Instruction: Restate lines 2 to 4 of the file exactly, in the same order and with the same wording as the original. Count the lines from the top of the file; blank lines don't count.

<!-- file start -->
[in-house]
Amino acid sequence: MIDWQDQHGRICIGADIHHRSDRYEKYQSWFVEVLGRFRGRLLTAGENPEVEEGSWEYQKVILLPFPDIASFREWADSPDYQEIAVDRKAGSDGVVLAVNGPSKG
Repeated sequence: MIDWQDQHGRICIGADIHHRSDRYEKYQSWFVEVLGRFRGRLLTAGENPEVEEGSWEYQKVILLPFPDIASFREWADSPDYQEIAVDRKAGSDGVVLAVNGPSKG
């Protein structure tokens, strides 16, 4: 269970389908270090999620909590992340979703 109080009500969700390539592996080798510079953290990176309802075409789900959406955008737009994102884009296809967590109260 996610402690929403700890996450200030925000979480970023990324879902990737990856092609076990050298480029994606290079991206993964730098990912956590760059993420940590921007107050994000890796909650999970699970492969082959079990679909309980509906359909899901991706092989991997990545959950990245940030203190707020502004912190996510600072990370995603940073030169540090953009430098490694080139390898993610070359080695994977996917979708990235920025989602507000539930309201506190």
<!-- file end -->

Amino acid sequence: MIDWQDQHGRICIGADIHHRSDRYEKYQSWFVEVLGRFRGRLLTAGENPEVEEGSWEYQKVILLPFPDIASFREWADSPDYQEIAVDRKAGSDGVVLAVNGPSKG
Repeated sequence: MIDWQDQHGRICIGADIHHRSDRYEKYQSWFVEVLGRFRGRLLTAGENPEVEEGSWEYQKVILLPFPDIASFREWADSPDYQEIAVDRKAGSDGVVLAVNGPSKG
């Protein structure tokens, strides 16, 4: 269970389908270090999620909590992340979703 109080009500969700390539592996080798510079953290990176309802075409789900959406955008737009994102884009296809967590109260 996610402690929403700890996450200030925000979480970023990324879902990737990856092609076990050298480029994606290079991206993964730098990912956590760059993420940590921007107050994000890796909650999970699970492969082959079990679909309980509906359909899901991706092989991997990545959950990245940030203190707020502004912190996510600072990370995603940073030169540090953009430098490694080139390898993610070359080695994977996917979708990235920025989602507000539930309201506190």